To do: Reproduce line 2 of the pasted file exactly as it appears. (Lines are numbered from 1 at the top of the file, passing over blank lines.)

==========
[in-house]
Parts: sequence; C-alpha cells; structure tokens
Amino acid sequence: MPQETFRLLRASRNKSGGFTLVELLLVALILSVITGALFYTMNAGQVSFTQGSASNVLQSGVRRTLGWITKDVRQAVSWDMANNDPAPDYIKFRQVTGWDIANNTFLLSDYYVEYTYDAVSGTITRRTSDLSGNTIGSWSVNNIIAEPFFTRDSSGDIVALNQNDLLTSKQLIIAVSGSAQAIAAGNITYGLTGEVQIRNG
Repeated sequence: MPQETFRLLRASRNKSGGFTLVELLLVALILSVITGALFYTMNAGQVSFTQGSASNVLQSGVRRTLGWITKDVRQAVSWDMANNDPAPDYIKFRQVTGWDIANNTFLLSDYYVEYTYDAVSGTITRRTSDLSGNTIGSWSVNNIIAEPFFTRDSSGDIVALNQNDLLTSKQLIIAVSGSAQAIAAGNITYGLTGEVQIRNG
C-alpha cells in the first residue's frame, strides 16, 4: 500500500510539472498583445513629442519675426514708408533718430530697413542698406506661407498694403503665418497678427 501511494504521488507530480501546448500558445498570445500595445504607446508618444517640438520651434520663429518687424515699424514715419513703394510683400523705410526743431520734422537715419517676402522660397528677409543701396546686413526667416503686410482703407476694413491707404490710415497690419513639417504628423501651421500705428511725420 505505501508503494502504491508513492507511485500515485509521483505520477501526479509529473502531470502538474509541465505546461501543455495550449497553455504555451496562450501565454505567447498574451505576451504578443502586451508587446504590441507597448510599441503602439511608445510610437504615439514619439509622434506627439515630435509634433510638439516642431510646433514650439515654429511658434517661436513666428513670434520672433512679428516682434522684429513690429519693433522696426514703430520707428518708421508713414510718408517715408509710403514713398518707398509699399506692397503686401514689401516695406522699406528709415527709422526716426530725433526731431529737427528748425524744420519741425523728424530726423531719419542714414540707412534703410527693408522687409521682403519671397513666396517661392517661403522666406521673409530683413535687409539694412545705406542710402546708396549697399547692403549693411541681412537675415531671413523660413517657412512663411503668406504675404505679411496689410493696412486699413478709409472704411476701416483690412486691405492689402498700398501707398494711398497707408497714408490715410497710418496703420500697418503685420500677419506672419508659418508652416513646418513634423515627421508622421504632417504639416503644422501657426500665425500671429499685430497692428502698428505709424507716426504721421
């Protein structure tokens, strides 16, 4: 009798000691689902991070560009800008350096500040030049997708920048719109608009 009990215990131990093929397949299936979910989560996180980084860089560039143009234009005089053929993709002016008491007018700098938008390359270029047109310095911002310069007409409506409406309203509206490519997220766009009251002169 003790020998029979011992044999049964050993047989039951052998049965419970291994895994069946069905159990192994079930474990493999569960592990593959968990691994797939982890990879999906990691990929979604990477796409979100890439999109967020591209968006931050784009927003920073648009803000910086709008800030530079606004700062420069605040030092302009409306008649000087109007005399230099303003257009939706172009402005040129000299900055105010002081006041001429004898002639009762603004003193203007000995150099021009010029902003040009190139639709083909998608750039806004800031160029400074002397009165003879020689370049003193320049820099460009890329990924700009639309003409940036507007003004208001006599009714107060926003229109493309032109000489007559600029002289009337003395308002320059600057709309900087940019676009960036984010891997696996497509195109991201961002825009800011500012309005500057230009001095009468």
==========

Parts: sequence; C-alpha cells; structure tokens